Charles Lindbergh crossed the Atlantic Ocean in a plane. If only he could have piloted the safe return of his young son.
The tragic story of “Lindbergh’s baby” made international headlines, and led to the “trial of the century,” resulting in a conviction and execution of the alleged kidnapper, though the convict maintained his innocence throughout.
The case involved 20-month-old Charles Lindbergh Jr., the son of famed aviator Charles Lindbergh and his wife, Anne. In the evening of March 1, 1932, little Charles was reportedly abducted from his crib at home in New Jersey just after being put to bed by the Lindbergh family nanny, Betty Gow.
In the days following, several ransom notes were sent to the Lindbergh, each with different ransom demands and different conditions for the ransom to be delivered. Finally, Lindbergh asked a family doctor and friend to meet with the man believed to be the kidnapper for an exchange of money in return for information of the location of the toddler.
The toddler was said to be on a boat called the Nelly, though the boat was not found – even by Lindbergh himself, who flew up and down the Eastern seaboard in his personal plane. Finally, a motorist pulled over to urinate in a patch of woods near the Lindbergh home and found the remains of a small child, decomposing and missing organs. Officials later determined that it was indeed Charles Jr., and that he had been dead as much as two months – long before the last of eight ransom notes was delivered to the Lindberghs.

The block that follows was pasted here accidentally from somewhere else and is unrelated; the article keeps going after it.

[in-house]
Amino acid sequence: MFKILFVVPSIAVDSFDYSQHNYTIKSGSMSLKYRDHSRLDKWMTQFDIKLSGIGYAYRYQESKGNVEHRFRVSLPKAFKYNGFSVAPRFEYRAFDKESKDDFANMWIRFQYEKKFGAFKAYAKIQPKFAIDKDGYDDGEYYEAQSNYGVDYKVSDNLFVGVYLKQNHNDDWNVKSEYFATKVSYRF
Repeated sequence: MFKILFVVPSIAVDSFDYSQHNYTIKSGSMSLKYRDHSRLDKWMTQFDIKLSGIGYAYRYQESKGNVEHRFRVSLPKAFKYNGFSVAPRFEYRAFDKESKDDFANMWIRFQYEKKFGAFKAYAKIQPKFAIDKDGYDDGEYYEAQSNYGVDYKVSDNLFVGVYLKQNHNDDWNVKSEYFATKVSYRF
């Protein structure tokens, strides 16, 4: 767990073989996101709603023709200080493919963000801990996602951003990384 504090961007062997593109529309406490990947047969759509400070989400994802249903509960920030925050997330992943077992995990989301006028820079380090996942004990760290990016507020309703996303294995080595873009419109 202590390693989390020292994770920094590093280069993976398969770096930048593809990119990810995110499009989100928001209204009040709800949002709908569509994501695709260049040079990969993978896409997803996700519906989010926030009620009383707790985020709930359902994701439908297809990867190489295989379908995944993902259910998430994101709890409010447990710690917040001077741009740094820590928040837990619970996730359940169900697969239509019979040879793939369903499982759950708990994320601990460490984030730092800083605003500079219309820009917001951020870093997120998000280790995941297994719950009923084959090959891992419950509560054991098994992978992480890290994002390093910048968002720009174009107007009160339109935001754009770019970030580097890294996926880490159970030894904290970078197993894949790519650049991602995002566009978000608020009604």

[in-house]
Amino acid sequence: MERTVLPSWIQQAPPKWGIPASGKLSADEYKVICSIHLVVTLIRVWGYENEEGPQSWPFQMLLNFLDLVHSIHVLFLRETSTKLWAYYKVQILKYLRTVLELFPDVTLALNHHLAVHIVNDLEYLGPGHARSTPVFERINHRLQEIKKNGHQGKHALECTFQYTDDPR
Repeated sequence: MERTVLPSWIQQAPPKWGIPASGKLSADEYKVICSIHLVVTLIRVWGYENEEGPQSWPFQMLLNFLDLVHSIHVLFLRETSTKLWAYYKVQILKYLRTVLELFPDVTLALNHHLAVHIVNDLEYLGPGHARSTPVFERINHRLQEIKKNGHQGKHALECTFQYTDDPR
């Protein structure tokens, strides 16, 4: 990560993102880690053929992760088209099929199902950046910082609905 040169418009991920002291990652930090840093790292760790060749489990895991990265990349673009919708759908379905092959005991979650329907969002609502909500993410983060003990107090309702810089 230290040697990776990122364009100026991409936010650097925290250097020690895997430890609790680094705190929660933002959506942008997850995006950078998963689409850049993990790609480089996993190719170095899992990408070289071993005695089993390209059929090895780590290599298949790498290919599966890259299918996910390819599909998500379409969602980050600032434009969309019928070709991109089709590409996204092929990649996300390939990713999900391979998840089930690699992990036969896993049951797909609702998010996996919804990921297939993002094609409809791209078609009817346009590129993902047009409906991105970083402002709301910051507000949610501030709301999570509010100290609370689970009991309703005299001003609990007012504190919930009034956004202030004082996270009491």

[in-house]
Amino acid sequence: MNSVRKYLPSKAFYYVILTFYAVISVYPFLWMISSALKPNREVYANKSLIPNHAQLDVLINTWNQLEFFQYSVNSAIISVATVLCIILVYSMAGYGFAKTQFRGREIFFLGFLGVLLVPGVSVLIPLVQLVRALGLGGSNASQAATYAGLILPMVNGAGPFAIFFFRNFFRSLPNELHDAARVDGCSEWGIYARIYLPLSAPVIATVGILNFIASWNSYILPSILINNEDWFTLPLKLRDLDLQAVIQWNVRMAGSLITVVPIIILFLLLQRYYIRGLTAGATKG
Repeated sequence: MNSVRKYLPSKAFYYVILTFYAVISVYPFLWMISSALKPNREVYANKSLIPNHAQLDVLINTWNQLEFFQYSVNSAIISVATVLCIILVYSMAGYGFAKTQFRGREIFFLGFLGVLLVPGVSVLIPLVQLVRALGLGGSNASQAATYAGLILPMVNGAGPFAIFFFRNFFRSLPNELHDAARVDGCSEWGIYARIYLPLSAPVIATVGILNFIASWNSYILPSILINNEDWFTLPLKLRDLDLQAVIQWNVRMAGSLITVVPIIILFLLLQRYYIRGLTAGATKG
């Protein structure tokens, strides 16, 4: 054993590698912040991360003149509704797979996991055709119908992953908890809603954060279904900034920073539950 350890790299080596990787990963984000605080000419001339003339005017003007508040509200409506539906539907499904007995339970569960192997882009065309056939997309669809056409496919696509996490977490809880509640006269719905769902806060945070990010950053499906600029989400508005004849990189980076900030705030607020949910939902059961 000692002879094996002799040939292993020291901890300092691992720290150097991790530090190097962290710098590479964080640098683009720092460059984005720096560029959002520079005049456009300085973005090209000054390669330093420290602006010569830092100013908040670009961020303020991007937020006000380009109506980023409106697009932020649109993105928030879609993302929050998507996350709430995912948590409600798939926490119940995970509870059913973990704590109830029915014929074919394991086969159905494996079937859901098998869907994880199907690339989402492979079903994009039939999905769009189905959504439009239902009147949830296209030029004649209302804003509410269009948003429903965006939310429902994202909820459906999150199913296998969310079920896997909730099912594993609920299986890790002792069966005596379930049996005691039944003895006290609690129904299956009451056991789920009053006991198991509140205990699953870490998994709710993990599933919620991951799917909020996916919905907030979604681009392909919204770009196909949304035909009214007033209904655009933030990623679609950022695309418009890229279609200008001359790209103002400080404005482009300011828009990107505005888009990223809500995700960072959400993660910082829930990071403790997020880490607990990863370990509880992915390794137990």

It wasn’t until two years later, in September 1934, that a man was arrested and charged with the kidnapping and murder of Junior Lindbergh – a German immigrant named Richard Hauptmann, who was found by a license plate number written on the back of a dollar bill that was among those used as the ransom money (the police had tracked the serial numbers of the bills). Several of the bills were used along a certain subway route in New York City that went through the German-Austrian neighborhood of Yorkville in the Bronx.
An investigation of Hauptmann’s home revealed about $14,000 in ransom cash in his garage, the phone number of the Lindbergh family doctor written into a door jamb, and some wood floor panels missing that were consistent with the wood used to make the makeshift ladder that the kidnapper used to climb through the baby’s window at the Lindbergh home.
During the trial, the prosecution hammered the circumstantial evidence against Hauptmann, though there was no physical connection between Hauptmann, the baby and the crime scene (no fingerprints were found on the window, the crib, or the child himself). Meanwhile, Hauptmann’s defense was that he only discovered the money was left behind by a friend, Isidor Fisch, who had returned to Germany in late 1933 and died a few months later. However, cross-examination revealed that there was no record of the box being where Hauptmann claimed it was, and no record of a $7,500 business debt that Fisch supposedly owed Hauptmann, which the latter claimed as justification for about $40,000 cash being left behind by Fisch and claimed by Haptmann as debt repayment.
With Fisch dead, and the defense able to discredit several witnesses who claimed Fisch was near the Lindbergh house prior to the child’s disappearance, the circumstantial evidence against Hauptmann proved to be overwhelming, and he ws convicted of murder and kidnapping in 1935 and executed by electric chair in April 1936. He insisted he was innocent, even turning down a commutation of his sentence to life in prison in exchange for a confession.